Kurdish forces have been key allies in US-backed offensives against IS in both Syria and Iraq.
True that the local government in Kurdistan confronted the global community with its insistence to carry out the referendum, but the tension in Iraq and the region wasn't caused only by it.
Iraqi Kurdish transport minister Mawlud Bawa Murad has said the flight ban would "negatively impact all worldwide businesses in the Kurdistan region, in addition to all civilians, from all nations".
Diesel is one of Iran's key exports to the oil-rich region, mainly for power plants and vehicles, while the Kurds rely nearly exclusively on crude and fuel oil exports to raise revenues.
But the vote has set off alarm bells in Baghdad, where the government has said it is determined to prevent a break-up of the country, and in Iraq's neighbors, Iran and Turkey, which fear the vote will fuel similar ambitions among their own significant Kurdish populations.
Two days before the referendum, the Iraqi Army advanced to launch an offensive on ISIS strongholds in Hawija - the scene foresees a spark of military confrontation that would break out anytime.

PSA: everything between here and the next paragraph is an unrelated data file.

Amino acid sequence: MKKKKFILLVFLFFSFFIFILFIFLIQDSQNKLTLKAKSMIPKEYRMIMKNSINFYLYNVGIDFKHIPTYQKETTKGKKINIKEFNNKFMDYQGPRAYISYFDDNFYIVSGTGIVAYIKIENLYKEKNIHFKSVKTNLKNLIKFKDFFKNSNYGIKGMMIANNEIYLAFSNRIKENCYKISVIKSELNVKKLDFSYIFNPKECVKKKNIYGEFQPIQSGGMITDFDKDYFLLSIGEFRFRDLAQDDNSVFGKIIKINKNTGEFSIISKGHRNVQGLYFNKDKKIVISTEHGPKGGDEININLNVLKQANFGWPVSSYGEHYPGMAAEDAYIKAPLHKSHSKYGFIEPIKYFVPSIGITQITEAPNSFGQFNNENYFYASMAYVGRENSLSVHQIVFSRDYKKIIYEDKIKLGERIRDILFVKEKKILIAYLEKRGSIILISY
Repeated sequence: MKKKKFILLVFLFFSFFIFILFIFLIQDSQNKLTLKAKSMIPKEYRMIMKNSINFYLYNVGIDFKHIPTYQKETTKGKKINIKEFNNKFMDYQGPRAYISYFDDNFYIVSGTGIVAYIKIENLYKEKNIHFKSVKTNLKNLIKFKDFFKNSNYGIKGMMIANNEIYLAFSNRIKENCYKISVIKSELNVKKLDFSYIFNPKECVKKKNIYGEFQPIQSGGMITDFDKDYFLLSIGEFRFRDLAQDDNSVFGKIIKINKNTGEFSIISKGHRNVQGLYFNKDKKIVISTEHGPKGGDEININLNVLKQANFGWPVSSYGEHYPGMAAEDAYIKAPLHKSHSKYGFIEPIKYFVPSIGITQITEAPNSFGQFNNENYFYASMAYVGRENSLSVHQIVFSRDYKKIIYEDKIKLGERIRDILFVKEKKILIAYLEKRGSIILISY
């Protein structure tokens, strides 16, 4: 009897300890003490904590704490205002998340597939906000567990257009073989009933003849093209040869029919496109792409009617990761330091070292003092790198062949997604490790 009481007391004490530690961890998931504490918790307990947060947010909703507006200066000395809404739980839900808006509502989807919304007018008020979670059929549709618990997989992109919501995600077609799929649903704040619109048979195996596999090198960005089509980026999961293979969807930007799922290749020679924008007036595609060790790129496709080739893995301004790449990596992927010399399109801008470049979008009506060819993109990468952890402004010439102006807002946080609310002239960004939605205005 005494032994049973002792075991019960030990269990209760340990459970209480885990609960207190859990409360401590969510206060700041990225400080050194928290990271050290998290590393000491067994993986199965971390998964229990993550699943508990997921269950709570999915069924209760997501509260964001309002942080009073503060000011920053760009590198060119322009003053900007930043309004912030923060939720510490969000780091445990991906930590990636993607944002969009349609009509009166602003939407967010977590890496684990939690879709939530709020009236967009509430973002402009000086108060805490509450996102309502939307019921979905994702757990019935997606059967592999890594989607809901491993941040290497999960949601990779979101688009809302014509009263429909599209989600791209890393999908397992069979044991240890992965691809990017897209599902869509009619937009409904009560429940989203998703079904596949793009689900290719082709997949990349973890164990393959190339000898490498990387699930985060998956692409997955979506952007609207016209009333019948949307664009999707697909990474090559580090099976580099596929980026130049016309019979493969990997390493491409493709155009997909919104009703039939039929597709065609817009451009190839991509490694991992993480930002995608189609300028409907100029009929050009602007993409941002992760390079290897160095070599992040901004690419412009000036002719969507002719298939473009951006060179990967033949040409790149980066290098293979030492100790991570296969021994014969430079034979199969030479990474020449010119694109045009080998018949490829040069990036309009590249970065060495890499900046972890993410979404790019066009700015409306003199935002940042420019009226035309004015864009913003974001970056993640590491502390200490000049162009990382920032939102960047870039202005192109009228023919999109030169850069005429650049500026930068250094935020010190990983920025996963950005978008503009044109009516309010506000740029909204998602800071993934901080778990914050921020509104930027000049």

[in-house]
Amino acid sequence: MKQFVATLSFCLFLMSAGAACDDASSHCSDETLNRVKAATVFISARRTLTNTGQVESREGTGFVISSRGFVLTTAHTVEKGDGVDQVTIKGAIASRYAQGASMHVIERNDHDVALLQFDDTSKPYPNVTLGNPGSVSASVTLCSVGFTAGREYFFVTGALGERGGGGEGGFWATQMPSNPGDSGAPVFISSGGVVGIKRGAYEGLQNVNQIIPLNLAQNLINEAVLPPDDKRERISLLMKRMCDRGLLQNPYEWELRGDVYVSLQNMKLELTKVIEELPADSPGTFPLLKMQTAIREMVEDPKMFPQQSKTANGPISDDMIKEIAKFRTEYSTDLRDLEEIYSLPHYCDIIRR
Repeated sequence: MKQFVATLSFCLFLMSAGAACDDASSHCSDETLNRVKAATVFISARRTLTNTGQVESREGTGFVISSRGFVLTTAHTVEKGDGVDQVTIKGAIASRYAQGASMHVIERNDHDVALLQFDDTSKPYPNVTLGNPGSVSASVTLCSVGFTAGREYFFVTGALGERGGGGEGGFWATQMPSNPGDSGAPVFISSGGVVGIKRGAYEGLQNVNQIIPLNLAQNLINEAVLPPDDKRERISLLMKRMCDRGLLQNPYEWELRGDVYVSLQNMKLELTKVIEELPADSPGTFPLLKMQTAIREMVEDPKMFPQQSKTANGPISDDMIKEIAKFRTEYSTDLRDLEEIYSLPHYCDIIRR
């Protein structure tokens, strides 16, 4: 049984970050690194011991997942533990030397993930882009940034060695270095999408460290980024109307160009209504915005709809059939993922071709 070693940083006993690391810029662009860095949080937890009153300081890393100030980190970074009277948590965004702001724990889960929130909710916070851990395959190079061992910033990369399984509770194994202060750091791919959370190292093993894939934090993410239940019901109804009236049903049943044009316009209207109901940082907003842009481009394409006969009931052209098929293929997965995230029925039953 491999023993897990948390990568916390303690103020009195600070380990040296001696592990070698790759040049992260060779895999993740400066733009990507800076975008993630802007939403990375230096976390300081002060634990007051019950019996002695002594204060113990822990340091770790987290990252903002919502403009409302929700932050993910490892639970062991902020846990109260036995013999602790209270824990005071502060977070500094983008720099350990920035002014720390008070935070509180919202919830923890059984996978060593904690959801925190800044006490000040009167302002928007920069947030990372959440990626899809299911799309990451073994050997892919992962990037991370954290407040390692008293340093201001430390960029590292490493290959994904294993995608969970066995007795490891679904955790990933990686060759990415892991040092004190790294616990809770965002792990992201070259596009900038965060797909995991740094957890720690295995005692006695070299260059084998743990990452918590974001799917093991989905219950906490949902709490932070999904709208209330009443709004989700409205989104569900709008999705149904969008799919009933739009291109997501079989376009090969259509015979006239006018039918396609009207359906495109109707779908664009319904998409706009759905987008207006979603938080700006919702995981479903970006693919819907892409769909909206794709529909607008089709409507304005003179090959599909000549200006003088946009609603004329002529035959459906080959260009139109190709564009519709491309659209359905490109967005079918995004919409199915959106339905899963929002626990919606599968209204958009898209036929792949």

Iran has already closed its aerial zone to the region at the request of Iraq's government.
On Sunday, Prime Minister Benjamin Netanyau responded to these charges, noting, "I understand why those who support Hamas and want to see the Mossad everywhere that is uncomfortable for them, but Israel had no part in the Kurdish referendum, apart from the deep, natural sympathy that the people of Israel have had for many years for the Kurdish people and their aspirations".
The Kurdish leadership also welcomed the call for dialogue presented by most revered Shiite cleric Grand Ayatollah Ali al-Sistani to resolve the crisis, which was exacerbated after the Kurdish region held the referendum on September 25.
Turkey is the great power of the region (80 million people and a big, modern economy), so Erdogan's threats to shut off the pipeline that delivers Kurdish oil to the world and to stop exporting food to Iraqi Kurdistan have to be taken seriously. More than 90 percent voted in favor of independence.
"The dismissal of [Koorachi] has nothing to do with the referendum, but connected to an internal matter of our party", he said. Turkey has threatened to send troops into the area to suppress the Kurds.
The last global flight from Erbil airport before a ban on imposed by the Iraqi government begins took off at about 5:00 pm (1400 GMT), an airport official said.
Iraqi forces meanwhile launched an assault on the northern town of Hawija, one of the last IS bastions in the country along with a stretch of the Euphrates Valley near the border with Syria.
However, numerous Kurds are now facing being stranded after the Baghdad government in response to the vote, ordered worldwide flights to halt service to Kurdish airports beginning on Friday.